“But where idealism and salesmanship fail, sheer pluck may stand a chance. In 1906, Britain’s Liberal party nominated man of letters Hilaire Belloc to stand for election as an MP in Salford. It was a throwaway nomination — Belloc was a French immigrant to the UK, only recently naturalized, and he was a Catholic running in an area that was heavily Methodist and that had never gone Liberal.
“Rather than trying to work around his religion, as his campaign manager had advised, Belloc took the occasion of ‘papist’ taunts to make a memorable point.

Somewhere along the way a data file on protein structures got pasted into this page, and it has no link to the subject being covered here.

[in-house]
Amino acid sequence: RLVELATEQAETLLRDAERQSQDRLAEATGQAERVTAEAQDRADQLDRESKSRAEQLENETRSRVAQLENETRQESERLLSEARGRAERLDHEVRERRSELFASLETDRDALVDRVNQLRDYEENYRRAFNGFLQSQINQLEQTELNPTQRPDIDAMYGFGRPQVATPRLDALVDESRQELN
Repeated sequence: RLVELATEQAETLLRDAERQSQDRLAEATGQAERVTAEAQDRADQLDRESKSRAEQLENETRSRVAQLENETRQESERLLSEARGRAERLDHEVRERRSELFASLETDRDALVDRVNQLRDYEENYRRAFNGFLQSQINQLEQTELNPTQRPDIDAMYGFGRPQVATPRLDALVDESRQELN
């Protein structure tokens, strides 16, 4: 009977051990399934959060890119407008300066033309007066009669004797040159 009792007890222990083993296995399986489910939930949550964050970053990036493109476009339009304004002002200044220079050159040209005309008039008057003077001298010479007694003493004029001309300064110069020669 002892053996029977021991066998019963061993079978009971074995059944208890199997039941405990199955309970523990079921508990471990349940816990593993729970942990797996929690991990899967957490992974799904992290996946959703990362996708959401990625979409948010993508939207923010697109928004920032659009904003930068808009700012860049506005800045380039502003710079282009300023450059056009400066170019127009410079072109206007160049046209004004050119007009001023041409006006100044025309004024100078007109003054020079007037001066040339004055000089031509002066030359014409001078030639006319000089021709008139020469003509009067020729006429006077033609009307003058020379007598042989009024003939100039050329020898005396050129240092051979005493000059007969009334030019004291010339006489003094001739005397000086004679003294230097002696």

“According to literary journalist William Bryk, Belloc announced to a ‘packed hall’ of constituents: ‘Gentlemen, I am a Catholic. As far as possible, I go to Mass every day.’ He reached into his pocket, pulled something out, and told them, ‘This is a rosary. As far as possible, I kneel down and tell these beads, every day. If you reject me on account of my religion, I shall thank God that He has spared me the indignity of being your representative!’
“An ‘absolute silence’ was soon ended when the crowd ‘exploded with applause.’ Belloc won, first as a Liberal MP then as an independent candidate.”